The Six Poor Travellers House on High Street with its pointy gables was where a dozen poverty stricken pilgrims could lay their weary heads and enjoy an evening meal. Each traveller was sent on his way the following morning with 4d in their pocket. A plaque on the street front states: “Richard Watts Esq deceased Annon Domini 1579. Relief for travellers to be had after the death of Mary his wife which charity the help of Thomas Pagitt her second husband assured Anno Domini 1586. Died 21 December 1589.” Sir Richard Watts was a businessman and MP for Rochester in the late 1500s. He entertained Queen Elizabeth; when asked for Her Majesty’s opinion of his house in the shadow of the castle she elicited her grudging approval “satis” Latin for “enough”. The knight can’t have been too offended: he renamed his home Satis House. Rebuilt in the 18th century, it’s now King’s School. Charles Dickens immortalised the High Street hostelry in his story The Seven Poor Travellers, the writer being the seventh.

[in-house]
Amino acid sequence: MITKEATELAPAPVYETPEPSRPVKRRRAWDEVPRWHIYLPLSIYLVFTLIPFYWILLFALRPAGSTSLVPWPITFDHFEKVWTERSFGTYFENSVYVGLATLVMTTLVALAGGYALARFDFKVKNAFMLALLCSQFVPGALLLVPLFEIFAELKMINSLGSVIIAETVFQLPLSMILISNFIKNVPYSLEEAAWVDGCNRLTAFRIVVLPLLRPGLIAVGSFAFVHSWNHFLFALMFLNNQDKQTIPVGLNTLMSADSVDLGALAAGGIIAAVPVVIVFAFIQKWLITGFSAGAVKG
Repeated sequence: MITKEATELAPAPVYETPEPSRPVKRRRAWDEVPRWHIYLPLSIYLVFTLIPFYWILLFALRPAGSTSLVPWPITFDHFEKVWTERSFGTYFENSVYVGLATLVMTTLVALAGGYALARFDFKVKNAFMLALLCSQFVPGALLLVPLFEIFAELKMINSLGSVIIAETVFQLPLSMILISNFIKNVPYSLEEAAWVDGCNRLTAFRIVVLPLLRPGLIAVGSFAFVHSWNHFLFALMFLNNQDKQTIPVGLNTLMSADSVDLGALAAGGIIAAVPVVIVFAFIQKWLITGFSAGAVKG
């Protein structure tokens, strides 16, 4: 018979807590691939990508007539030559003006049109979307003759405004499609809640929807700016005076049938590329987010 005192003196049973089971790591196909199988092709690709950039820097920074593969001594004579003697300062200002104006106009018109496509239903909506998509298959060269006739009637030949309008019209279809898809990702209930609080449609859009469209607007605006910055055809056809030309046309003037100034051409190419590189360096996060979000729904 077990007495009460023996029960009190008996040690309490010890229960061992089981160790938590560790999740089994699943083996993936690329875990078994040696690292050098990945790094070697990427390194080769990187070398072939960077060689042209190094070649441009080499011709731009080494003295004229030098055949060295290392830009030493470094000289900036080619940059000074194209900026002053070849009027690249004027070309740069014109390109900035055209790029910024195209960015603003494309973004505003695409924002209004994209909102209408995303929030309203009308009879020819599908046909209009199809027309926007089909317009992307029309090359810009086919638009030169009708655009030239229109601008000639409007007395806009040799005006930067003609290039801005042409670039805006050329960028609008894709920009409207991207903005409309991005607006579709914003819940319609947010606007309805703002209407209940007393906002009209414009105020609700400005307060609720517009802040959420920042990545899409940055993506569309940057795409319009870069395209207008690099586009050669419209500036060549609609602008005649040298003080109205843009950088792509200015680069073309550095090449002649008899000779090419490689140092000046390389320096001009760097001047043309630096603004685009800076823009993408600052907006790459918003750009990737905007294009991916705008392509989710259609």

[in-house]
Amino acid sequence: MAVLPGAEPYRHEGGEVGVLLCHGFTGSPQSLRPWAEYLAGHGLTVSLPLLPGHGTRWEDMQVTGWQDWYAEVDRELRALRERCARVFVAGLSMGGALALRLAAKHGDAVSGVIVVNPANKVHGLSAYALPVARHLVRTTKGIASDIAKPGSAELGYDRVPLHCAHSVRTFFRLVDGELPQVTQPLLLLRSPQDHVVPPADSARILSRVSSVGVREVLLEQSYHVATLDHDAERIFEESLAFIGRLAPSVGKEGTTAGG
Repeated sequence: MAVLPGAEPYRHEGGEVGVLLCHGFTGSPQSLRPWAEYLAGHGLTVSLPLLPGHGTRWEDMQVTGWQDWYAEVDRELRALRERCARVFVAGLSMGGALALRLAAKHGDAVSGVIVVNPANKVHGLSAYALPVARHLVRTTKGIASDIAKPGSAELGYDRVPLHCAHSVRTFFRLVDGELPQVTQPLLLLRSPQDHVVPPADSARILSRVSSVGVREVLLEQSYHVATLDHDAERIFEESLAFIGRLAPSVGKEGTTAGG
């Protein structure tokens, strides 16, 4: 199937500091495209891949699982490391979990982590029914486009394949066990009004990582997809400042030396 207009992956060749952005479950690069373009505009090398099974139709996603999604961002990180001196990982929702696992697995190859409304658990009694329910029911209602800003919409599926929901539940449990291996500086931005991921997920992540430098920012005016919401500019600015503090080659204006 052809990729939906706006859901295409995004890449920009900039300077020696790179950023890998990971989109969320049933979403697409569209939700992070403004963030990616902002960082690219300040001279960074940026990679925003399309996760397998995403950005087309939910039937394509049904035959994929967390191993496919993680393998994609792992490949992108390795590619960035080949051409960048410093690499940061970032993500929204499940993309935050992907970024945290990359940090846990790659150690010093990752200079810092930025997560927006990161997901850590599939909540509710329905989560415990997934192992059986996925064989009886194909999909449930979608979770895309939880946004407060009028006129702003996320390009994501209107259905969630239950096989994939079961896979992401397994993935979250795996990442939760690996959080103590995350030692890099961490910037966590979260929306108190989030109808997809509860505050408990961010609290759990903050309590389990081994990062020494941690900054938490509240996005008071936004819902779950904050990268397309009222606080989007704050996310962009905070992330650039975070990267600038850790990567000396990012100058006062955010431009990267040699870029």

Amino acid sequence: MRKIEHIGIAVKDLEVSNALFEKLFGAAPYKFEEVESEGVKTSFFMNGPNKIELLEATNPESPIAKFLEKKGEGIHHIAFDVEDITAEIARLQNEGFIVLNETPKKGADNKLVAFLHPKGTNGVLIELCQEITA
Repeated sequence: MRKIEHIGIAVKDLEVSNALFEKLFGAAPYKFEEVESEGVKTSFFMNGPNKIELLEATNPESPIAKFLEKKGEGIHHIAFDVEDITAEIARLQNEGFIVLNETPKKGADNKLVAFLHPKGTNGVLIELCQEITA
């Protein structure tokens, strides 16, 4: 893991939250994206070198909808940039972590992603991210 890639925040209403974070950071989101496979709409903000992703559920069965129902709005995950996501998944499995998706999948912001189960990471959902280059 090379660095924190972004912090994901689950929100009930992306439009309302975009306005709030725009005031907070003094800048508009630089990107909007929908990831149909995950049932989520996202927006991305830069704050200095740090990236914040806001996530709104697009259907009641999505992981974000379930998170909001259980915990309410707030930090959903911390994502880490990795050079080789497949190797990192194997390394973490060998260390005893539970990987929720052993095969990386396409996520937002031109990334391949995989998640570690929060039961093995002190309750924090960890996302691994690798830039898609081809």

A plaque on the façade of a long low lying red brick building on St Margaret’s Street, above the cathedral just up from Boley Hill past the Catalpa tree (American Indian Bean Tree) reads: “This house for the reception education and employment of ye poor of this Parish was erected AD 1724. Toward which the Honourable Sir John Jennings and Sir Thomas Colby representatives in Parliament for this City voluntarily contributed £200. It was finish’d and is supported out of a perpetuall [sic] charity formerly given by Mr Richard Watts for that purpose. Mr Harnell and Church. Mr Mordaunt Warden.” Richard Watts Charities continue to operate to this day.